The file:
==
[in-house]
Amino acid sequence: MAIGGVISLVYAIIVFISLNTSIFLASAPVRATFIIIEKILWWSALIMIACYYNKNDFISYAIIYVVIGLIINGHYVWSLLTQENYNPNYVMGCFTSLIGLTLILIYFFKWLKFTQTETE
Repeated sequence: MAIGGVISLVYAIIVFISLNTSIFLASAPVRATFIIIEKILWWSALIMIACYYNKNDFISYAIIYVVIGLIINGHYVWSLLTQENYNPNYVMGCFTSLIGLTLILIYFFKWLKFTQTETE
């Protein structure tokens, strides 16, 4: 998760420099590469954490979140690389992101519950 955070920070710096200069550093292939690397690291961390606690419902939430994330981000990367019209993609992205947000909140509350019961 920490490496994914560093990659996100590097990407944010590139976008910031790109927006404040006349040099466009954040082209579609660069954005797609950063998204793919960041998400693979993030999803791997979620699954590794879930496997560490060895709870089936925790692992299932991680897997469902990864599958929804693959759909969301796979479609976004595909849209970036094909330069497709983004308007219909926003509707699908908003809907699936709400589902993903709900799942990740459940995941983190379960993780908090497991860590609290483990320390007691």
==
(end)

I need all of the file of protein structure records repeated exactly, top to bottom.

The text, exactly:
[in-house]
Amino acid sequence: MAIGGVISLVYAIIVFISLNTSIFLASAPVRATFIIIEKILWWSALIMIACYYNKNDFISYAIIYVVIGLIINGHYVWSLLTQENYNPNYVMGCFTSLIGLTLILIYFFKWLKFTQTETE
Repeated sequence: MAIGGVISLVYAIIVFISLNTSIFLASAPVRATFIIIEKILWWSALIMIACYYNKNDFISYAIIYVVIGLIINGHYVWSLLTQENYNPNYVMGCFTSLIGLTLILIYFFKWLKFTQTETE
């Protein structure tokens, strides 16, 4: 998760420099590469954490979140690389992101519950 955070920070710096200069550093292939690397690291961390606690419902939430994330981000990367019209993609992205947000909140509350019961 920490490496994914560093990659996100590097990407944010590139976008910031790109927006404040006349040099466009954040082209579609660069954005797609950063998204793919960041998400693979993030999803791997979620699954590794879930496997560490060895709870089936925790692992299932991680897997469902990864599958929804693959759909969301796979479609976004595909849209970036094909330069497709983004308007219909926003509707699908908003809907699936709400589902993903709900799942990740459940995941983190379960993780908090497991860590609290483990320390007691």